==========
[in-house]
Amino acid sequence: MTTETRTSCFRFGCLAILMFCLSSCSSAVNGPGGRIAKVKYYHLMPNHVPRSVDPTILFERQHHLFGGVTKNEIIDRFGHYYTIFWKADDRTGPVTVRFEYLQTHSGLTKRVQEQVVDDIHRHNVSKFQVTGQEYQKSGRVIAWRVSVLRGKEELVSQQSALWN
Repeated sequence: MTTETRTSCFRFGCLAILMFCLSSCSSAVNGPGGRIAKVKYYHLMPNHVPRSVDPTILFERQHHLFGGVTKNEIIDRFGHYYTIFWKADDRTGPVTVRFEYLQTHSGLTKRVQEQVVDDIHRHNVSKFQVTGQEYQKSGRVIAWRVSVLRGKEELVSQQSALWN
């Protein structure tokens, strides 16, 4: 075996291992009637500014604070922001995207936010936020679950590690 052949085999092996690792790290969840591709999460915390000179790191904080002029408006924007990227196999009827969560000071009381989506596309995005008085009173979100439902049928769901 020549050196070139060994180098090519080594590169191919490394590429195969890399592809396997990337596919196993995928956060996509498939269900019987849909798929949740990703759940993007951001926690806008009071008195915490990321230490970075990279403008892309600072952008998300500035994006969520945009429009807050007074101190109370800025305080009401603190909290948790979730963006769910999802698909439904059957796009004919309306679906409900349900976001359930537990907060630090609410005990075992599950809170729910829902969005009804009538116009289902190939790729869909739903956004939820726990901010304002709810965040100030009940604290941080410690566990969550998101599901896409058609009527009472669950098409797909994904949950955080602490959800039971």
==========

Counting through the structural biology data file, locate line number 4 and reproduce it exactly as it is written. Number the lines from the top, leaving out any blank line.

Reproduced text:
């Protein structure tokens, strides 16, 4: 075996291992009637500014604070922001995207936010936020679950590690 052949085999092996690792790290969840591709999460915390000179790191904080002029408006924007990227196999009827969560000071009381989506596309995005008085009173979100439902049928769901 020549050196070139060994180098090519080594590169191919490394590429195969890399592809396997990337596919196993995928956060996509498939269900019987849909798929949740990703759940993007951001926690806008009071008195915490990321230490970075990279403008892309600072952008998300500035994006969520945009429009807050007074101190109370800025305080009401603190909290948790979730963006769910999802698909439904059957796009004919309306679906409900349900976001359930537990907060630090609410005990075992599950809170729910829902969005009804009538116009289902190939790729869909739903956004939820726990901010304002709810965040100030009940604290941080410690566990969550998101599901896409058609009527009472669950098409797909994904949950955080602490959800039971």